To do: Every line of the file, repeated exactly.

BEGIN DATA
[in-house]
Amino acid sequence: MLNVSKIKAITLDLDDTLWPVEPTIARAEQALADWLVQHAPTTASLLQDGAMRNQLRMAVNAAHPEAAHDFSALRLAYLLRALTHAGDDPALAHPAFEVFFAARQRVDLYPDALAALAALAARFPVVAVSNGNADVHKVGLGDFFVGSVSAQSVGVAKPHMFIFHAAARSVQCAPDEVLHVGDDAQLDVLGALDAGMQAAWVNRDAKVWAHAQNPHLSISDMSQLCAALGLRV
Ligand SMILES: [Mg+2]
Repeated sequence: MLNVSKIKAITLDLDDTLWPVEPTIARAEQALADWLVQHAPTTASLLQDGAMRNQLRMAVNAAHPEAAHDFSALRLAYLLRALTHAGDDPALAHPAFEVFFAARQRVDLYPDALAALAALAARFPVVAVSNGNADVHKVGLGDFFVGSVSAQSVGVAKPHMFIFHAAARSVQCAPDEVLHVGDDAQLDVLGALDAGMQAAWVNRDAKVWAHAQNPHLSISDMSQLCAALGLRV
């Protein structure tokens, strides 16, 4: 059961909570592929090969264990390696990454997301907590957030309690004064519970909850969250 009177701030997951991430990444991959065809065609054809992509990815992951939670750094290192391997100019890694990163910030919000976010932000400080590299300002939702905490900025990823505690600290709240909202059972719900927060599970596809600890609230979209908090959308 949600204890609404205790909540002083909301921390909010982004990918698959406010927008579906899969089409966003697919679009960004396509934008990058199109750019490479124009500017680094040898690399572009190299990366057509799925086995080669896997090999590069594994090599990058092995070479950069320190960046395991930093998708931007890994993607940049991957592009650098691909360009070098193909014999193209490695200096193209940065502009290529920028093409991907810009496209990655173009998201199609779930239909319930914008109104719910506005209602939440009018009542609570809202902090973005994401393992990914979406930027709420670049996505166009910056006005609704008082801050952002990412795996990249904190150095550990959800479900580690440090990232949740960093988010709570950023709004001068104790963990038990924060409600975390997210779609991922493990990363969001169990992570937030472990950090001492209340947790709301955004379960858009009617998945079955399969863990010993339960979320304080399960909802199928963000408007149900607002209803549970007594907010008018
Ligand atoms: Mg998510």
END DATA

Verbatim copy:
[in-house]
Amino acid sequence: MLNVSKIKAITLDLDDTLWPVEPTIARAEQALADWLVQHAPTTASLLQDGAMRNQLRMAVNAAHPEAAHDFSALRLAYLLRALTHAGDDPALAHPAFEVFFAARQRVDLYPDALAALAALAARFPVVAVSNGNADVHKVGLGDFFVGSVSAQSVGVAKPHMFIFHAAARSVQCAPDEVLHVGDDAQLDVLGALDAGMQAAWVNRDAKVWAHAQNPHLSISDMSQLCAALGLRV
Ligand SMILES: [Mg+2]
Repeated sequence: MLNVSKIKAITLDLDDTLWPVEPTIARAEQALADWLVQHAPTTASLLQDGAMRNQLRMAVNAAHPEAAHDFSALRLAYLLRALTHAGDDPALAHPAFEVFFAARQRVDLYPDALAALAALAARFPVVAVSNGNADVHKVGLGDFFVGSVSAQSVGVAKPHMFIFHAAARSVQCAPDEVLHVGDDAQLDVLGALDAGMQAAWVNRDAKVWAHAQNPHLSISDMSQLCAALGLRV
């Protein structure tokens, strides 16, 4: 059961909570592929090969264990390696990454997301907590957030309690004064519970909850969250 009177701030997951991430990444991959065809065609054809992509990815992951939670750094290192391997100019890694990163910030919000976010932000400080590299300002939702905490900025990823505690600290709240909202059972719900927060599970596809600890609230979209908090959308 949600204890609404205790909540002083909301921390909010982004990918698959406010927008579906899969089409966003697919679009960004396509934008990058199109750019490479124009500017680094040898690399572009190299990366057509799925086995080669896997090999590069594994090599990058092995070479950069320190960046395991930093998708931007890994993607940049991957592009650098691909360009070098193909014999193209490695200096193209940065502009290529920028093409991907810009496209990655173009998201199609779930239909319930914008109104719910506005209602939440009018009542609570809202902090973005994401393992990914979406930027709420670049996505166009910056006005609704008082801050952002990412795996990249904190150095550990959800479900580690440090990232949740960093988010709570950023709004001068104790963990038990924060409600975390997210779609991922493990990363969001169990992570937030472990950090001492209340947790709301955004379960858009009617998945079955399969863990010993339960979320304080399960909802199928963000408007149900607002209803549970007594907010008018
Ligand atoms: Mg998510």